Negotiations on the federal debt ceiling aren't aiming high enough, Republican presidential candidate Herman Cain said in the Quad-Cities on Monday, arguing he would like to see spending cuts go as high as $6 trillion over 10 years, two to three times the level now being contemplated.
Cain, the former chief executive of Godfather's Pizza, blamed President Barack Obama and Congress for allowing the debt ceiling talks to come down to the wire, saying it's a failure of leadership. In an interview, he rejected the idea negotiators should satisfy themselves with $2 trillion in cuts over 10 years.
"It's not enough," he said. "I'd like to see, over 10 years, somewhere in the range of $5-to-$6 trillion. And I happen to believe that it is perfectly doable if you do one of the things I have been advocating out here on this campaign journey. Restructure these programs. As long as we're talking about just cutting them and not restructuring them, then they're never going to get their hands around the whole issue of spending."
Over the weekend, a White House proposal to put together a $4 trillion in deficit reductions over 10 years as part of a deal to raise the debt ceiling was rejected.
Republicans have said they won't go along with revenue increases, which Democrats are demanding. As a result, talks are centered on reducing spending by $2 trillion to $3 trillion. The debt ceiling is now at $14.3 trillion.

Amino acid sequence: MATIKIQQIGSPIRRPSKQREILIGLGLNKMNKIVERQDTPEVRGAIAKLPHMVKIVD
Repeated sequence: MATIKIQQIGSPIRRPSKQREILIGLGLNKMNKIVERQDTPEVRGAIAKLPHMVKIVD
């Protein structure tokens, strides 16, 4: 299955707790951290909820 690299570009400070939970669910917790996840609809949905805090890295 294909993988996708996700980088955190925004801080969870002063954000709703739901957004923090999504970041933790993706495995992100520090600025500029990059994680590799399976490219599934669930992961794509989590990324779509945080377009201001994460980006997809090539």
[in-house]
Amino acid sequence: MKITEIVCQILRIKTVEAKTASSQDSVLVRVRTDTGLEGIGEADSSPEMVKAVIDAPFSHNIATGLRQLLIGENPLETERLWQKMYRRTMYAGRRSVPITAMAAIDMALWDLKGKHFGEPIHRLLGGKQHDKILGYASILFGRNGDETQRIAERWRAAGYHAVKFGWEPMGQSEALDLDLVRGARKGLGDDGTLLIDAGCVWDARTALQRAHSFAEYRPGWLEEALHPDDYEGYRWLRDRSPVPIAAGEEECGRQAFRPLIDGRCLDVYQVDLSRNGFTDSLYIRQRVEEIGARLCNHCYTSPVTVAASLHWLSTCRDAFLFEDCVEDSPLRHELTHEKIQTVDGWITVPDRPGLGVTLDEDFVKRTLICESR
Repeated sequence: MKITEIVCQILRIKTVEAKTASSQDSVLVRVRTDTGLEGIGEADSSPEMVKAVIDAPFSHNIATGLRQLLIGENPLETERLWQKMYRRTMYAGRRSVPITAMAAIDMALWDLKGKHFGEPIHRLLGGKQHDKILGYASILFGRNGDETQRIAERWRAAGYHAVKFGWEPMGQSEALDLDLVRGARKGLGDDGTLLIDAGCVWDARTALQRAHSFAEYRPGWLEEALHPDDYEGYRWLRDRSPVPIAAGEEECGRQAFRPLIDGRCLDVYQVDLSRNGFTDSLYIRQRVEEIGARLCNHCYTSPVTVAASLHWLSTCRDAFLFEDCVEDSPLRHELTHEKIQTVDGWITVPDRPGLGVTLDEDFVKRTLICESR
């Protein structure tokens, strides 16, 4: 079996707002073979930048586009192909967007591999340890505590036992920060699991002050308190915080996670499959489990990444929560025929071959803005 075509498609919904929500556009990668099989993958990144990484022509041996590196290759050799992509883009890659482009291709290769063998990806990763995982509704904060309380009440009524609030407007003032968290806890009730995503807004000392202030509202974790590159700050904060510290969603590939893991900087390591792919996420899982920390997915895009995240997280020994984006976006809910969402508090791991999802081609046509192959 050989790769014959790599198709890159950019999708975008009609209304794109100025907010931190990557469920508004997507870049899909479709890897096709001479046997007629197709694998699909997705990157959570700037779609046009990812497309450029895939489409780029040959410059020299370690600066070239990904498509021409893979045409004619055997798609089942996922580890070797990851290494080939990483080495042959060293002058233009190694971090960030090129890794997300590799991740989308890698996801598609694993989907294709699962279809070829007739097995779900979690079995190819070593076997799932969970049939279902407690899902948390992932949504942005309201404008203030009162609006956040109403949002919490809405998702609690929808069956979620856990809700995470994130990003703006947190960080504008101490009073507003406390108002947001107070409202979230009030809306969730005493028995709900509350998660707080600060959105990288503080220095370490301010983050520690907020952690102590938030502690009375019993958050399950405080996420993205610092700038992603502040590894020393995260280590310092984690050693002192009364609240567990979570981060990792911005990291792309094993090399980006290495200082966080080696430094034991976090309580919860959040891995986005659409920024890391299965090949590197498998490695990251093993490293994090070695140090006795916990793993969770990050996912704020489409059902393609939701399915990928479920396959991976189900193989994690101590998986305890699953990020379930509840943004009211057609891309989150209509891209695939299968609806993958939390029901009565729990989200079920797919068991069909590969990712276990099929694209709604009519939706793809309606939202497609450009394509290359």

Cain was in Davenport as a guest speaker at the Scott County Republican Women's luncheon at Thunder Bay Grille.
He drew a sizeable crowd, and a handful of people said later they were impressed by his common touch.
"He makes sense," said Bill Edmond, a Davenport alderman and Republican activist. "We need more people who practice common sense" in Washington, D.C.
Cain said he would take federal Medicaid and education funds and send them to the states to give states more flexibility.
He also said he would cut corporate and payroll taxes and eliminate taxes on corporate profits now being held overseas in an effort to promote the economy.
Cain's stop in the Quad-Cities was one of two for the day. He also was going to Urbandale to open his state campaign headquarters.
He also took questions from the group Monday.
In answer to one man's complaint about how some people - "idiots," he called them - aren't educated about basic civics and how the government works, Cain drew laughs when he said the first step was to "save the saveable."
"I believe that what this gentleman is referring to represents what I call the clueless 50 percent," Cain said. "Unfortunately, a lot of them vote. That's the problem."
Cain said that could be combatted by conservatives turning out to vote next year - as some did not for John McCain in 2008 - and that the "pendulum has already started to shift" to draw independents and moderates away from Obama toward a better alternative.
"Things are beginning to shake out," he said. "I happen to believe we have the ability to get the right votes in the right places."